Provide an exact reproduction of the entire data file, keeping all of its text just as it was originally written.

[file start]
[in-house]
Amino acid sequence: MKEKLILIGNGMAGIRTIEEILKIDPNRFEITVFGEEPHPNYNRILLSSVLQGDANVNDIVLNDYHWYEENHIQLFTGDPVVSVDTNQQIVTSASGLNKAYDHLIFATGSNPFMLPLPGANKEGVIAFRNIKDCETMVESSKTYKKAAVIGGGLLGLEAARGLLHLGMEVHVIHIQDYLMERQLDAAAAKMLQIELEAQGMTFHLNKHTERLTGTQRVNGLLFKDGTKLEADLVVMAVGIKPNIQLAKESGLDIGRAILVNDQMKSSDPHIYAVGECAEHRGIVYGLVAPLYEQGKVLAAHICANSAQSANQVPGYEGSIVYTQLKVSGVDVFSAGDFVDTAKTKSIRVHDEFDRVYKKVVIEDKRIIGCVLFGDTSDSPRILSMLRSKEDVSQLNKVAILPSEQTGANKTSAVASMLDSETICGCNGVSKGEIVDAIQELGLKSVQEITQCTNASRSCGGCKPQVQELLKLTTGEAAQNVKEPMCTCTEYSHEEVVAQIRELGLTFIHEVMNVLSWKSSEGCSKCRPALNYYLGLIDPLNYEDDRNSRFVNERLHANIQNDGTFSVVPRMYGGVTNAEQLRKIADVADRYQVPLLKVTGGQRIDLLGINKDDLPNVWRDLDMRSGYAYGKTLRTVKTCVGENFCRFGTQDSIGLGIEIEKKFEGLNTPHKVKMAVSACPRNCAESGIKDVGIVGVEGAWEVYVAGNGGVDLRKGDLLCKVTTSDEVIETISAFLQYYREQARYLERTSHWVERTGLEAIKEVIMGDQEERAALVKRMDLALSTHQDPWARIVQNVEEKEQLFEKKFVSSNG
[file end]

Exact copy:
[in-house]
Amino acid sequence: MKEKLILIGNGMAGIRTIEEILKIDPNRFEITVFGEEPHPNYNRILLSSVLQGDANVNDIVLNDYHWYEENHIQLFTGDPVVSVDTNQQIVTSASGLNKAYDHLIFATGSNPFMLPLPGANKEGVIAFRNIKDCETMVESSKTYKKAAVIGGGLLGLEAARGLLHLGMEVHVIHIQDYLMERQLDAAAAKMLQIELEAQGMTFHLNKHTERLTGTQRVNGLLFKDGTKLEADLVVMAVGIKPNIQLAKESGLDIGRAILVNDQMKSSDPHIYAVGECAEHRGIVYGLVAPLYEQGKVLAAHICANSAQSANQVPGYEGSIVYTQLKVSGVDVFSAGDFVDTAKTKSIRVHDEFDRVYKKVVIEDKRIIGCVLFGDTSDSPRILSMLRSKEDVSQLNKVAILPSEQTGANKTSAVASMLDSETICGCNGVSKGEIVDAIQELGLKSVQEITQCTNASRSCGGCKPQVQELLKLTTGEAAQNVKEPMCTCTEYSHEEVVAQIRELGLTFIHEVMNVLSWKSSEGCSKCRPALNYYLGLIDPLNYEDDRNSRFVNERLHANIQNDGTFSVVPRMYGGVTNAEQLRKIADVADRYQVPLLKVTGGQRIDLLGINKDDLPNVWRDLDMRSGYAYGKTLRTVKTCVGENFCRFGTQDSIGLGIEIEKKFEGLNTPHKVKMAVSACPRNCAESGIKDVGIVGVEGAWEVYVAGNGGVDLRKGDLLCKVTTSDEVIETISAFLQYYREQARYLERTSHWVERTGLEAIKEVIMGDQEERAALVKRMDLALSTHQDPWARIVQNVEEKEQLFEKKFVSSNG